Interdisciplinary Initiatives Program Round 8 - 2016

Michael P. Snyder, Genetics
Stephen R. Quake, Bioengineering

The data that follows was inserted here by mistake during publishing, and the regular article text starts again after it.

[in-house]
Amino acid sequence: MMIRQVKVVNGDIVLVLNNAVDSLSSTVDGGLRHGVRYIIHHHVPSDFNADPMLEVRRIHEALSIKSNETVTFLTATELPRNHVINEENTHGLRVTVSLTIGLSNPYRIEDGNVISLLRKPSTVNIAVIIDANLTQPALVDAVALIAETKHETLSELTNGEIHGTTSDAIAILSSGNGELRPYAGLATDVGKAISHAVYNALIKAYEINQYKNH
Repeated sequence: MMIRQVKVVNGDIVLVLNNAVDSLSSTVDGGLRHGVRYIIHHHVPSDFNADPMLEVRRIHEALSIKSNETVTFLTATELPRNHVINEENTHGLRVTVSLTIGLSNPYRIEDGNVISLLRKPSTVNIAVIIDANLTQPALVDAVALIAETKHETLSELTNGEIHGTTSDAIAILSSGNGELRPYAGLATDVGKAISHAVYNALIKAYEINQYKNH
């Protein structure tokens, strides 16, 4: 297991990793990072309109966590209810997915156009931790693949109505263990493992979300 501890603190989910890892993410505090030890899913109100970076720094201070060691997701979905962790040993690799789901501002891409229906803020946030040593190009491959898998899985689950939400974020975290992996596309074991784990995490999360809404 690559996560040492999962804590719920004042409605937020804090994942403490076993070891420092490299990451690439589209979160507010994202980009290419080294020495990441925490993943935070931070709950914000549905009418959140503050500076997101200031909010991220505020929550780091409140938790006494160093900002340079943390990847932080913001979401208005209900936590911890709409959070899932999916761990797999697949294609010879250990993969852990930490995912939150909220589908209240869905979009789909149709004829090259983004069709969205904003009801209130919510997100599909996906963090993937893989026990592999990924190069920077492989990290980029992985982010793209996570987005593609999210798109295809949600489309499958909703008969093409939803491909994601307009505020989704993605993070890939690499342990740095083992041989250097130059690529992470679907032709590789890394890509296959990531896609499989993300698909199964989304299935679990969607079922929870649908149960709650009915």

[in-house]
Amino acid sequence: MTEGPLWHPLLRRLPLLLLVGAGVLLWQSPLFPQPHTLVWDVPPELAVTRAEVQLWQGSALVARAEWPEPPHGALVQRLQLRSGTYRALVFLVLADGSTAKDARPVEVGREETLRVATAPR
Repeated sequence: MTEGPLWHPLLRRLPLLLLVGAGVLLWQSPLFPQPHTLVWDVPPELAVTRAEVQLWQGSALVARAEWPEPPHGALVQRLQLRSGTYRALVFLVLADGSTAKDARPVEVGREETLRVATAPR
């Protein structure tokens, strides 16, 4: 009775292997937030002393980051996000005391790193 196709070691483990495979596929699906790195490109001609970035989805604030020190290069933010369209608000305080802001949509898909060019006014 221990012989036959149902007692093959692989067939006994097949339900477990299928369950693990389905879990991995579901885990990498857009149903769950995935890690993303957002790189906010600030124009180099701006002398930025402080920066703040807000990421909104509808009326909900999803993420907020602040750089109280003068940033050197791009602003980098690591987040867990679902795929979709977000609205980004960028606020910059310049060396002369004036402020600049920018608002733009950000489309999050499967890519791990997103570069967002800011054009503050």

While we increasingly appreciate the critical role of the microbiome in human physiology, it remains unclear how specific microbial clades interact with host cells to modulate health and disease. At the interface of host physiology and the microbiome is intestinal mucosal immunity and dendritic cells (DCs), which physically interact with the microbiota by extending projections through the intestinal epithelium to sample lumen bacteria. Upon bacteria contact and internalization, dendritic cells adopt a range of phenotypes that orchestrate diverse and systemic host processes. We propose a single cell sequencing approach that draws upon biological, immunological, and engineering expertise to systematically map how diverse microbial clades determine dendritic cell phenotype. In the method we develop termed “MultiSeq”, we isolate single DCs from mouse and human gut and sequence mammalian mRNA and bacterial 16S rRNA. We also assess single cell proteomics via Proximity Extension Assay (PEA). Data integration of transcriptome, proteome, and bacterial identity in single cells enables us to map dendritic cell inflammatory phenotype to specific microbiota and produce an urgently needed resource for interpreting and modulating microbiota in human health.